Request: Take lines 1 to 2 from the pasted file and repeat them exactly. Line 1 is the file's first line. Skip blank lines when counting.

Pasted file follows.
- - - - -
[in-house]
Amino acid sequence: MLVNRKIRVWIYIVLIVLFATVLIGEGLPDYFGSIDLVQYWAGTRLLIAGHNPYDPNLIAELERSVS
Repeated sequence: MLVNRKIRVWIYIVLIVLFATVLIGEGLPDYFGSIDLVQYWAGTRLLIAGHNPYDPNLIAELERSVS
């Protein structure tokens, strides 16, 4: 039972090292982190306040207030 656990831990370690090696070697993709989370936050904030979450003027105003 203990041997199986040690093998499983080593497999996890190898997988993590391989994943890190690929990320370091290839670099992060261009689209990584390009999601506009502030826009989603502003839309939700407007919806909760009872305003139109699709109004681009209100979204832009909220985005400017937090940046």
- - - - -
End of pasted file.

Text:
[in-house]
Amino acid sequence: MLVNRKIRVWIYIVLIVLFATVLIGEGLPDYFGSIDLVQYWAGTRLLIAGHNPYDPNLIAELERSVS